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Rust Regular References with the Deref Trait


Implementing the Deref trait permits us to customize the behavior of the dereference operator, * (as against the multiplication or glob operator). By implementing Deref in such how that a wise pointer is often treated kind of a daily reference, we’ll write code that operates on references and use that code with smart pointers too.


Let’s first inspect how the dereference operator works with regular references. Then secondly we’ll attempt to define a custom type that acts like Box, and see why the to dereference operator doesn’t work as a reference on our newly defined type. We’ll explore how implementing the Deref trait makes it possible for smart tips that would add ways almost like references. Then definitely we’ll inspect Rust’s deref coercion feature and therefore the way it lets us work with either references or smart pointers.

Note: There’s one big difference between the MyBox type we’re on the brink of build and thus the important Box: our version won’t store its data on the heap. We are focusing this instance on Deref, so where the data is basically stored may be a smaller amount important than the pointer-like behavior.

Following the Pointer to the price with the Dereference Operator
A regular reference could also be a kind of pointer, and a way to think about a pointer is as an arrow to a worth stored elsewhere. We’ll create a reference to an i32 value then use the dereference operator to follow the reference to the data:

Filename: src/main.rs

fn main() {
let x = 5;
let y = &x;

assert_eq!(5, x);
assert_eq!(5, *y);

Using the dereference operator to follow the reference to an i32 value

The variable x holds an i32 value, 5. We set y capable reference to x. we’ll assert that x is capable 5. However, if we might wish to form an assertion about the price in y, we’ve to use *y to follow the reference to the price it’s pointing to (hence dereference). Once we dereference y, we’ve access to the integer value y is pointing thereto we’ll compare with 5.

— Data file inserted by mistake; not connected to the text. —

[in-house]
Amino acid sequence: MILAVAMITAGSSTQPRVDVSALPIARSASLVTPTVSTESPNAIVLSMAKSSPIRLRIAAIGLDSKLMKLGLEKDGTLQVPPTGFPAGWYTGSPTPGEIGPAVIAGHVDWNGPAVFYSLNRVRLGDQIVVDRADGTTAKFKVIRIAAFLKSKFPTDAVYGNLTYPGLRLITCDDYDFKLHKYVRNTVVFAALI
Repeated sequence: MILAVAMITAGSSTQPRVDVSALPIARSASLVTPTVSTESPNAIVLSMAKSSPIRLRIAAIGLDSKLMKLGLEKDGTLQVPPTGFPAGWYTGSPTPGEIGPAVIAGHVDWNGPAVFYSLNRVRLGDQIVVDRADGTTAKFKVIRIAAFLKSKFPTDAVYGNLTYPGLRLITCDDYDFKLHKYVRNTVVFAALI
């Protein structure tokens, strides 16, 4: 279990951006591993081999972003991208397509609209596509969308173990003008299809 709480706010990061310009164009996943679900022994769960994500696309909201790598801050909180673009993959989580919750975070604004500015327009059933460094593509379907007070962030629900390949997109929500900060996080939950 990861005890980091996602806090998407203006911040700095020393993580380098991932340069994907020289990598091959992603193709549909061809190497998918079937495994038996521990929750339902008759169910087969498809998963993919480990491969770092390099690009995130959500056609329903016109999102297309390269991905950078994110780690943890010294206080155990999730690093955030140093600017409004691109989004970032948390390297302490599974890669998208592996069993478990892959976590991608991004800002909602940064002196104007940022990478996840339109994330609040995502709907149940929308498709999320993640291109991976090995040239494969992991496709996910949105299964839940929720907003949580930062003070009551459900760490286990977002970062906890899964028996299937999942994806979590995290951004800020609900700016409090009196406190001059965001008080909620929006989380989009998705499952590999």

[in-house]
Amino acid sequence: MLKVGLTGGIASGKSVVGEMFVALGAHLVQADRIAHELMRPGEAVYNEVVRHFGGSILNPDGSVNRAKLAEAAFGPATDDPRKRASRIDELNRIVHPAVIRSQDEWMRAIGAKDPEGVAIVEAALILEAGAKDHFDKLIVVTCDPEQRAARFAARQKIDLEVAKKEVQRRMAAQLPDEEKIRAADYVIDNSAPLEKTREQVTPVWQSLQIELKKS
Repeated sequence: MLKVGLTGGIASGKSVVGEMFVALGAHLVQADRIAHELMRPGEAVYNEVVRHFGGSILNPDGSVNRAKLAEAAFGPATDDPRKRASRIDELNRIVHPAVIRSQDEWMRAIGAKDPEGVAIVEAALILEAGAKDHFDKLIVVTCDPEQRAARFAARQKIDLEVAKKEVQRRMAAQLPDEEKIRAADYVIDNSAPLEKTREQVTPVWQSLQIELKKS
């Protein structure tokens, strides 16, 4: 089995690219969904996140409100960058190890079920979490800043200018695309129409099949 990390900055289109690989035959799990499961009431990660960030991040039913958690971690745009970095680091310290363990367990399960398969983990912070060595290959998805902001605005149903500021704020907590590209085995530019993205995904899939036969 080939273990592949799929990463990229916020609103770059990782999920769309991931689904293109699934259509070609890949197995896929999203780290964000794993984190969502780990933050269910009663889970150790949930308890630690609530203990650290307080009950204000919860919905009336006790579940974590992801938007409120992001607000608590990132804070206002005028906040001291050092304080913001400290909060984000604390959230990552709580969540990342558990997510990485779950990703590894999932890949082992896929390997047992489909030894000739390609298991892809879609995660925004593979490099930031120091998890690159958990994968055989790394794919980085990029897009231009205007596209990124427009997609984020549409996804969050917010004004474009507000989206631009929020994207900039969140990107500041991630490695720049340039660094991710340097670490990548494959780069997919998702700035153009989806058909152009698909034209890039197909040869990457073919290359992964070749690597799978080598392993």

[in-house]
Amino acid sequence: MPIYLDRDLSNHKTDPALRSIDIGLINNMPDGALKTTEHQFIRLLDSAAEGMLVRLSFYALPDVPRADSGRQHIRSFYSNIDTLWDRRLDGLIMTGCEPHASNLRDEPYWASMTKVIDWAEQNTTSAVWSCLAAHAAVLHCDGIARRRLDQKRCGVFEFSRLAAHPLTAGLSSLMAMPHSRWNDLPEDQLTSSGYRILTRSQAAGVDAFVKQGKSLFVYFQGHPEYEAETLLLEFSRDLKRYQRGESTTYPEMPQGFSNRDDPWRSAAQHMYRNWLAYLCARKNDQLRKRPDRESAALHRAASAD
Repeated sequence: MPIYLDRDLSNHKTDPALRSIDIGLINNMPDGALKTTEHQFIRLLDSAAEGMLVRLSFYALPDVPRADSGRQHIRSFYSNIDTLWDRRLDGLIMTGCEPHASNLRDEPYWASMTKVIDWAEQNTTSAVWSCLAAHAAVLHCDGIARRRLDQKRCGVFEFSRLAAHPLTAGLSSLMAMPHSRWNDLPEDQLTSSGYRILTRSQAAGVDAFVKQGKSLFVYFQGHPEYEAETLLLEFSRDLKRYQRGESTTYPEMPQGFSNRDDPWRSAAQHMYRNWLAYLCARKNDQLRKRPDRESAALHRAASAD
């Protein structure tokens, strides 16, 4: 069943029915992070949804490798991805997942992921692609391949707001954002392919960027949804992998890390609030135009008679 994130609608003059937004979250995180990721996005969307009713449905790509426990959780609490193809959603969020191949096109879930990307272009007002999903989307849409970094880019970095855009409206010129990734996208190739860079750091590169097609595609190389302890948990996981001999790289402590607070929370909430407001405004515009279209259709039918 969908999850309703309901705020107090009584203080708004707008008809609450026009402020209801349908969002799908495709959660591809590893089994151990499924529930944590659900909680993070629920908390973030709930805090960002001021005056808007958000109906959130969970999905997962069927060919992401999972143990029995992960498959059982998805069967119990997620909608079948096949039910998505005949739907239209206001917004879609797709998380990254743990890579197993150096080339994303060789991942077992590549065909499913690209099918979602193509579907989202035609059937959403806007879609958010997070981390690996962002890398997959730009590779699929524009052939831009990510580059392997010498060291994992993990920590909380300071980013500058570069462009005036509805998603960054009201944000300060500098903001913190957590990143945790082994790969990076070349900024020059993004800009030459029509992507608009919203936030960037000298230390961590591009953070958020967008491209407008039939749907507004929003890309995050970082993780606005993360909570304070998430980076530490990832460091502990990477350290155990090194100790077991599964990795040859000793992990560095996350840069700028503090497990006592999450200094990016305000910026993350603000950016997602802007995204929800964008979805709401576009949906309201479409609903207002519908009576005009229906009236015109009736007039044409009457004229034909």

If we tried to write down assert_eq!(5, y); instead, we’d get this compilation error:

$ cargo run
Compiling deref-example v0.1.0 (file:///projects/deref-example)
error[E0277]: can’t compare `{integer}` with “
–> src/main.rs:6:5
6 | assert_eq!(5, y);
| ^^^^^^^^^^^^^^^^^ no implementation for `{integer} == `
= help: the trait `PartialEq` isn’t implemented for `{integer}`
= note: Run with -Z macro-backtrace for more info this error originates during a macro (in Nightly builds, )

error: aborting because of previous error

Try `rustc –explain E0277`for more information about this error.
error: couldn’t compile `deref-example`

Run the command again with –verbose to learn moreComparing variety and reference to variety isn’t allowed because they’re differing kinds. We must use the dereference operator to follow the reference to the price it’s pointing to.

Using Box kind of a Reference

We can rewrite the code to use a Box instead of a reference; the dereference operator will work as:

Filename: src/main.rs
fn main() {
let x = 5;
let y = Box::new(x);

assert_eq!(5, x);
assert_eq!(5, *y);
Using the dereference operator on a Box

The only difference is that here we set y to be an instance of a box pointing to a copied value of x rather than a reference pointing to the price of x. within the last assertion, we’ll use the dereference, operator, to follow the box’s pointer within an equivalent way that we did when y was a reference. Next, we’ll explore what’s special about Box that allows us to use the dereference operator by defining our own box type.

Mansoor Ahmed is Chemical Engineer, web developer, a writer currently living in Pakistan. My interests range from technology to web development. I am also interested in programming, writing, and reading.
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